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The saga of the Ainu language


© Getty Images / pidjoe

Several thousand years old, the ainu language spoken in northern Japan was dying out due to political pressure from the central government. at the end of the 20th century, this trend was reversed. while ainu’s future is still not guaranteed because it isn’t taught in schools, the resurgence of interest is undeniable.

By Kaori Tahara

A true linguistic enigma, Ainu (Ainu Itak) can’t be linked with certainty to any family of languages. Yet, as numerous specialists agree that the Ainu people are descendants of populations from the Jomon era (11,000 to 6,000 B.C.) that inhabited the Japanese archipelago, it is very probable their language finds its origins in Neolithic languages.

According to historical sources, the Ainu people first settled the northern part of the Japanese archipelago. The inhabitants of the Tohoku region (in the north of Honshu, the largest Japanese island) gradually had to abandon their language and culture starting in the 14th century, due to pressure from the central government. But further north, in Hokkaido, as well as in the southern part of Sakhalin Island (the north belonging to Russia) and in the more isolated Kuril Islands, they were able to preserve them until the islands were annexed by the new Meiji government in 1869.

Not long after, following the signing of the 1875 “Treaty for the Exchange of Sakhalin for the Kuril Islands” between Japan and Russia, most of the Ainu from southern Sakhalin were displaced to Hokkaido. Epidemics decimated the population. The same fate befell the Kuril Islands Ainu, who died out entirely after being forcibly regrouped, for national security reasons, on an island off the coast of Hokkaido. Japanese authorities feared that these Ainu, some of them converts to Orthodox Christianity, would serve as spies for the Russians established in the Kurils.

At the end of the Russian-Japanese war, as of 1906, a good number of the Ainu from Sakhalin returned, because Japan controlled the south of the island. But on Stalin’s orders all were expelled in 1945 and they settled in Hokkaido. Sakhalin’s tradition and dialect disappeared as the expatriates died – generally, they hadn’t transmitted their knowledge to the next generation.

Beginning in 1868, the Japanese government imposed a new way of life on the Hokkaido Ainu. A series of prohibitions concerning hunting and fishing, for instance, traditional Ainu resources, profoundly undermined their culture. The community was stigmatized, considered sav age and inferior. Officially, the new Hokkaido authorities never intended to eradicate the Ainu language. But they did everything to that end, notably by building schools specifically for the “natives” in which they were taught Japanese. In order to survive in this new Hokkaido society, irrigated by continual waves of Japanese immigrants, the Ainu gradually gave up their customs and their language. Today, for new generations, Ainu is a second language, if they even speak it.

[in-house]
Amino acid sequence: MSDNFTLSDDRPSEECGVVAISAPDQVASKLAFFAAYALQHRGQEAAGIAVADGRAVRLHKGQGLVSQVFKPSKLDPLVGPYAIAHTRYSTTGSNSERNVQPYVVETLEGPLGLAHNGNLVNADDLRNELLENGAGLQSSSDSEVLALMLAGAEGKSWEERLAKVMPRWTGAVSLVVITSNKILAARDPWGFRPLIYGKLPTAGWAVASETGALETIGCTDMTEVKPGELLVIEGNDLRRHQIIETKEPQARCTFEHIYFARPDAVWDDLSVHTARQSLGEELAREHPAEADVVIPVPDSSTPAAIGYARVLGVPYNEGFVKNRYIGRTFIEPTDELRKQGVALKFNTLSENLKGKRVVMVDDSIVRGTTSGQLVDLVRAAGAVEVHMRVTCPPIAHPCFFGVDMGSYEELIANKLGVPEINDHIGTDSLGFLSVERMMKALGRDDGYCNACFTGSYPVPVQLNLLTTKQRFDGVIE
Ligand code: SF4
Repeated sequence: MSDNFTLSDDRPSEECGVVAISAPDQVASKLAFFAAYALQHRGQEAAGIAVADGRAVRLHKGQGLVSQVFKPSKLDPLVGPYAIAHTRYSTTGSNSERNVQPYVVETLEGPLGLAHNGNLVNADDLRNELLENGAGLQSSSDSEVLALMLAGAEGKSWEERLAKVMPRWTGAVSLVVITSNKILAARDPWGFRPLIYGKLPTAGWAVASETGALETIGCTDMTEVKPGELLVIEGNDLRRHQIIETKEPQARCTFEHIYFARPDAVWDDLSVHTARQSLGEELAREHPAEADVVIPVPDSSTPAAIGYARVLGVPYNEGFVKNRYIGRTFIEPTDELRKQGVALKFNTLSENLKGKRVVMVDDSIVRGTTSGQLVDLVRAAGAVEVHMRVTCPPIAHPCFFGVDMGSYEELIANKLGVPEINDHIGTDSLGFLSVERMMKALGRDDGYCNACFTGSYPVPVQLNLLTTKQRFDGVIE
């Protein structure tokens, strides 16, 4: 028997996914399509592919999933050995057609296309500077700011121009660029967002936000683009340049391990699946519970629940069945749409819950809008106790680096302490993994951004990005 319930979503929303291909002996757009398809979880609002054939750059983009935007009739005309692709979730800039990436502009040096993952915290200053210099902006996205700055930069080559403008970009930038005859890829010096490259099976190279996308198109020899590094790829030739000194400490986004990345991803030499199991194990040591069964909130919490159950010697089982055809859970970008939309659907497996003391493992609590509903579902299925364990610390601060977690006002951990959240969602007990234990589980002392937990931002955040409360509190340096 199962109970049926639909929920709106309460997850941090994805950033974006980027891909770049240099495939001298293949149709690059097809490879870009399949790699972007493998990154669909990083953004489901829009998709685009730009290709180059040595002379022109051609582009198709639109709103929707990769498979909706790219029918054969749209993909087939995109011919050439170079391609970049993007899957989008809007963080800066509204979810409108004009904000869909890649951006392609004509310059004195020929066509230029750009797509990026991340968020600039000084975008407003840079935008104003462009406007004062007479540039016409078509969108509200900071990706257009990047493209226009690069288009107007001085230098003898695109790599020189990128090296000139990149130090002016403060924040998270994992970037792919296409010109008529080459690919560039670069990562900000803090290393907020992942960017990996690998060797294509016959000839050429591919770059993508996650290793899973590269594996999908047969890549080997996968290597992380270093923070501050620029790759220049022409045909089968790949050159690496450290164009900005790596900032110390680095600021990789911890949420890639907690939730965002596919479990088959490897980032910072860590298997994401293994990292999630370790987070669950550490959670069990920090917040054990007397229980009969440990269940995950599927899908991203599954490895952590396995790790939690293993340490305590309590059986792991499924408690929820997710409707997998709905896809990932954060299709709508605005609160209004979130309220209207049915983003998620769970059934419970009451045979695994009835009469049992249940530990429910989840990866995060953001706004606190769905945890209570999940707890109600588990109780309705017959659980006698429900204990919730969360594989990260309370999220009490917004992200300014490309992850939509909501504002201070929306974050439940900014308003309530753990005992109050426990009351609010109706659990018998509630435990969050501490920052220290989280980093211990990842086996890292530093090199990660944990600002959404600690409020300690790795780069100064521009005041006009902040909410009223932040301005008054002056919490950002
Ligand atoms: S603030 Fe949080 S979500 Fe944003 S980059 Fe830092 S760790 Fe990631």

The last Ainu is not dead

The exact number of Ainu speakers is unknown. Only surveys conducted every seven years since 1972 by the Hokkaido government, concerning living conditions among uteri (compatriot, in Ainu) people, allow an approximate assessment of the Ainu language situation. The 2006 poll shows that out of 23,782 Ainu, 304 know the language, and among these 4.6% feel they master it to the point of being able to teach it. But we mustn’t forget these answers are subjective and don’t necessarily correspond to reality. Furthermore, much of the population doesn’t participate in polls and hides its identity.

This said, assertions that the Ainu language is becoming extinct must be understood in relative terms. Since the 1990s, whenever an Ainu dies, the media announce the death of the last Ainu speaker, forgetting that more and more Ainu are starting to relearn their language, inspired by elders or linguists.

To replace the 1899 law supporting assimilation policies, the Ainu demanded the promulgation of a new law in the 1980s. The law for the protection and promotion of Ainu culture was finally promulgated in 1997, facilitating, for instance, language instruction.

A law can change everything

Founded in 1946, Hokkaido’s Ainu association, the largest in Japan, gives free language courses in 14 regions in Hokkaido, to both Ainu and Japanese students. No statistics on attendance are available, however. The foundation for research and promotion of Ainu culture, created by the 1997 law, has a section for training Ainu language teachers; it accepts seven students a year.

The publication of dictionaries, textbooks and bilingual Ainu-Japanese collections of Ainu oral literature is increasing year by year. A private radio station in Sapporo has been broadcasting a weekly Ainu language class program over Hokkaido territory since the 1980s. In April 2001, Shigeru Kayano, activist for Ainu identity and first Japanese parliament member from this community (1926-2006), financed the creation of a radio station, FM Pipaushi that airs a show in Ainu locally in central Hokkaido two Sundays a month.

It must be recognized, however, that for now the Ainu interested in their language are from relatively affluent backgrounds. The Ainu are for the most part marginalized and have little time to devote to learning their language. Despite the upsurge of interest, as long as Ainu is not part of the curriculum in Hokkaido schools, its future is uncertain. This language is part of Japanese intangible heritage and is entitled to government protection, notably through its official recognition as a second national language.

Kaori Tahara

 Kaori Tahara is a historian of Ainu origin, graduate of the École des Hautes Études en Sciences Sociales, Paris.